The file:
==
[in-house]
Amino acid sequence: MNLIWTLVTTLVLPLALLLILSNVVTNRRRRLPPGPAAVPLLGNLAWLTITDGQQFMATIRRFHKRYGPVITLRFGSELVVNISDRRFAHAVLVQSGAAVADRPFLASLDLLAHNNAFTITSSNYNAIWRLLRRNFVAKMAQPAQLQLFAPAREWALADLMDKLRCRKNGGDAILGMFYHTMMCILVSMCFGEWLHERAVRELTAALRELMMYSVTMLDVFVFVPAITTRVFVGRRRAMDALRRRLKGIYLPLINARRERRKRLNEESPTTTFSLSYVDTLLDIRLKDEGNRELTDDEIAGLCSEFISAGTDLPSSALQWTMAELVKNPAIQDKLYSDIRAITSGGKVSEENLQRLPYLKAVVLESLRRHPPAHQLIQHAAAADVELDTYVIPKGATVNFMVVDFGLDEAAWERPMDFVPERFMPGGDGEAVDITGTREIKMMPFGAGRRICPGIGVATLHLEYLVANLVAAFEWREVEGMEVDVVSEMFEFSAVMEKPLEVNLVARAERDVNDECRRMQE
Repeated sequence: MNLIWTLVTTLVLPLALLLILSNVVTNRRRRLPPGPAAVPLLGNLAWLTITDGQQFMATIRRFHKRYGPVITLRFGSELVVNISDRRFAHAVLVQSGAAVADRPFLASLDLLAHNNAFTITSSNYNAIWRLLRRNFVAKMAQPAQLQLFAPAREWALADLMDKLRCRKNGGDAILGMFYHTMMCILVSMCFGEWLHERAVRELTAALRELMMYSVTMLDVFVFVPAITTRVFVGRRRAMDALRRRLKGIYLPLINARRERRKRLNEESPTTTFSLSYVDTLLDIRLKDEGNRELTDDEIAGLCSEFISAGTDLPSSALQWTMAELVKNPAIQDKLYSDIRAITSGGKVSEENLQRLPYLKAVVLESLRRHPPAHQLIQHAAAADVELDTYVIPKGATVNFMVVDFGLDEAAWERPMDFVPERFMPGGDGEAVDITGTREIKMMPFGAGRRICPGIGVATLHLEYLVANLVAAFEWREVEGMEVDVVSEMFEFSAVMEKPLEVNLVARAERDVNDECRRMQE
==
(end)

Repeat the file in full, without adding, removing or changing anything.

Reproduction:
[in-house]
Amino acid sequence: MNLIWTLVTTLVLPLALLLILSNVVTNRRRRLPPGPAAVPLLGNLAWLTITDGQQFMATIRRFHKRYGPVITLRFGSELVVNISDRRFAHAVLVQSGAAVADRPFLASLDLLAHNNAFTITSSNYNAIWRLLRRNFVAKMAQPAQLQLFAPAREWALADLMDKLRCRKNGGDAILGMFYHTMMCILVSMCFGEWLHERAVRELTAALRELMMYSVTMLDVFVFVPAITTRVFVGRRRAMDALRRRLKGIYLPLINARRERRKRLNEESPTTTFSLSYVDTLLDIRLKDEGNRELTDDEIAGLCSEFISAGTDLPSSALQWTMAELVKNPAIQDKLYSDIRAITSGGKVSEENLQRLPYLKAVVLESLRRHPPAHQLIQHAAAADVELDTYVIPKGATVNFMVVDFGLDEAAWERPMDFVPERFMPGGDGEAVDITGTREIKMMPFGAGRRICPGIGVATLHLEYLVANLVAAFEWREVEGMEVDVVSEMFEFSAVMEKPLEVNLVARAERDVNDECRRMQE
Repeated sequence: MNLIWTLVTTLVLPLALLLILSNVVTNRRRRLPPGPAAVPLLGNLAWLTITDGQQFMATIRRFHKRYGPVITLRFGSELVVNISDRRFAHAVLVQSGAAVADRPFLASLDLLAHNNAFTITSSNYNAIWRLLRRNFVAKMAQPAQLQLFAPAREWALADLMDKLRCRKNGGDAILGMFYHTMMCILVSMCFGEWLHERAVRELTAALRELMMYSVTMLDVFVFVPAITTRVFVGRRRAMDALRRRLKGIYLPLINARRERRKRLNEESPTTTFSLSYVDTLLDIRLKDEGNRELTDDEIAGLCSEFISAGTDLPSSALQWTMAELVKNPAIQDKLYSDIRAITSGGKVSEENLQRLPYLKAVVLESLRRHPPAHQLIQHAAAADVELDTYVIPKGATVNFMVVDFGLDEAAWERPMDFVPERFMPGGDGEAVDITGTREIKMMPFGAGRRICPGIGVATLHLEYLVANLVAAFEWREVEGMEVDVVSEMFEFSAVMEKPLEVNLVARAERDVNDECRRMQE